US investment into mainland China has all but dried up as the trade war heats up. Silvia Pavoni reports.

As trade tension mounts between the US and China, The Banker has examined the two economic superpowers’ expansion into each other’s jurisdiction in terms of financial services foreign direct investment (FDI), as well as at the growth and size of their global reach. 

Between April 2018 and March 2019, $135.2m-worth of US financial services FDI reached Hong Kong but mainland China did not have one representative in the top 10 global destination cities, according to estimates from greenfield monitor fDi Intelligence.

Over the previous 12-month period, Hong Kong received about the same amount, but a considerable higher $484.8m poured into Shanghai, making it the world’s largest recipient of US financial services FDI.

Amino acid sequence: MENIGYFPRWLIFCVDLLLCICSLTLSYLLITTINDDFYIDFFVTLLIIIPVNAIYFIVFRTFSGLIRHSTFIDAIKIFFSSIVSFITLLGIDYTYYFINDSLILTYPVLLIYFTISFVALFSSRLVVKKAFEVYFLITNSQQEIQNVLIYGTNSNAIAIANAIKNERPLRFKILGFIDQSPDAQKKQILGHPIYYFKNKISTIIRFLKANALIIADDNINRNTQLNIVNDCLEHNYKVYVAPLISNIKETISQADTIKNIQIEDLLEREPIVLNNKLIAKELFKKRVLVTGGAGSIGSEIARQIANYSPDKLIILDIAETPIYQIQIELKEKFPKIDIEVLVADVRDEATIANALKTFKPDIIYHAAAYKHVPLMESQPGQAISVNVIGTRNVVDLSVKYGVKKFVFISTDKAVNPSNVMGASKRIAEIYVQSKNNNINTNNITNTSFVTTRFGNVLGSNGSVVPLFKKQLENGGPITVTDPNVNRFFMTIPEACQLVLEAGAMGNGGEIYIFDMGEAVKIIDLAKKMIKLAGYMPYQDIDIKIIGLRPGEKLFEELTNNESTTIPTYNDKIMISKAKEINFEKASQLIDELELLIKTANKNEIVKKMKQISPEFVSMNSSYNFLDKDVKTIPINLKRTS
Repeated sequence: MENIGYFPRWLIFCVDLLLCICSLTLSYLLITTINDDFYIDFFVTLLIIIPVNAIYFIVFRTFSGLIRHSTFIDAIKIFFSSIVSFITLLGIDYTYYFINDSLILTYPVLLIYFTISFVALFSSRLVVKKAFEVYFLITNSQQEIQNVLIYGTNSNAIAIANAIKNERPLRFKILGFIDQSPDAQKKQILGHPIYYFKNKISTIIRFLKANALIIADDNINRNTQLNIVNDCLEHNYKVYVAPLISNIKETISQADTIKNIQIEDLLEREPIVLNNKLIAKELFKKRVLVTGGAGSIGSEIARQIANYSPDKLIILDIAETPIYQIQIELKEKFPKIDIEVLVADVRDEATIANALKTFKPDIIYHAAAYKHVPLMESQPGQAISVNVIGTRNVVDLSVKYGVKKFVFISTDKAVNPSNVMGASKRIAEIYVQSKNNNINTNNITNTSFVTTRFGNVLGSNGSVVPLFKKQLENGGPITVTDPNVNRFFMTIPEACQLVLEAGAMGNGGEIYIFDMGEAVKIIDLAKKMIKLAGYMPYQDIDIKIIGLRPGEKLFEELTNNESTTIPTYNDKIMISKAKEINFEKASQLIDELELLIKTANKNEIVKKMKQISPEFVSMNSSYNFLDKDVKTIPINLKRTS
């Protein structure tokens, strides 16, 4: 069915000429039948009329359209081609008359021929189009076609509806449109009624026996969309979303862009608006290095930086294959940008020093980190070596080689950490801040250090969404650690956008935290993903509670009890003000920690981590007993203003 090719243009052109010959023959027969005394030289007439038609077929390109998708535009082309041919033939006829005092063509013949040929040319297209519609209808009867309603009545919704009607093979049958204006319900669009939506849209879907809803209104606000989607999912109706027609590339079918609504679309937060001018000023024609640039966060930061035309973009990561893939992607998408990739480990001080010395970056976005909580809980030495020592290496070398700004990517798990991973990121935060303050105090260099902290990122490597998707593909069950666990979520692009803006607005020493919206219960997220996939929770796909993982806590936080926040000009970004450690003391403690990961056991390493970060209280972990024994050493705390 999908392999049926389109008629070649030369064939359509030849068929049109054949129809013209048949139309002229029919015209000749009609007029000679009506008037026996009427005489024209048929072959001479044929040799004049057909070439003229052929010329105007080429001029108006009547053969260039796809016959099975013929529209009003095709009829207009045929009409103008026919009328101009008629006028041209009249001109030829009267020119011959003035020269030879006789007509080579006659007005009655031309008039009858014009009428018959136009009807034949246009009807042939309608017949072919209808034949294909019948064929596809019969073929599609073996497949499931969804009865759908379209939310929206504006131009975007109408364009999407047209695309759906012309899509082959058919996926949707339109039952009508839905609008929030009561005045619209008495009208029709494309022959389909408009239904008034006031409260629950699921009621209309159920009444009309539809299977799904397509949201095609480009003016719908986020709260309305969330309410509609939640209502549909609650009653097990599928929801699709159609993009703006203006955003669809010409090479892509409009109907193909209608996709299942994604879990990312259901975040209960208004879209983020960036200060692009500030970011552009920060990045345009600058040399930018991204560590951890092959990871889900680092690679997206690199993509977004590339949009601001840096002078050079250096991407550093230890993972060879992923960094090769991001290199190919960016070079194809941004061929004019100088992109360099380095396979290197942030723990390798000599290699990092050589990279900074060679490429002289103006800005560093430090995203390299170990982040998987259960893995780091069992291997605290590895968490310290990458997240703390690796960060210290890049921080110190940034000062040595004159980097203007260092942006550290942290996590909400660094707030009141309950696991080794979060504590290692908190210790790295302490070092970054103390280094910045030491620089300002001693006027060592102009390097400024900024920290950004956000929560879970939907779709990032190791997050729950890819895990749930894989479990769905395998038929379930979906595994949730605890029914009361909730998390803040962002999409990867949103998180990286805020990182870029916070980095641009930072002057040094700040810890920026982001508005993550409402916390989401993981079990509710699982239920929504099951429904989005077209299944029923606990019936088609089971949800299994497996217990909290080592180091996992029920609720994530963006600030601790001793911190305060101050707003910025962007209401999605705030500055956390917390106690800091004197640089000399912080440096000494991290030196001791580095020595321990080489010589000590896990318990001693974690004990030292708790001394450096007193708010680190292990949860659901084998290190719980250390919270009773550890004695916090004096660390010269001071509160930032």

In the opposite direction, Chinese investments into US hubs were too small to register in the global top 10 lists. Between April 2018 and March 2019, the largest recipient of Chinese global investment was Brasilia with $255.5m, followed by Singapore with $162.5m, and then Hong Kong with $106.2m. Singapore, Hong Kong and Auckland topped the previous ranking, but with considerably smaller investment levels. 

While China has nearly doubled its outward financial services FDI over the past year as a measure of flows received by the top 10 destinations, the US’s has been reduced by nearly one-quarter.

US global outward FDI, however, is currently twice as large as that of China.

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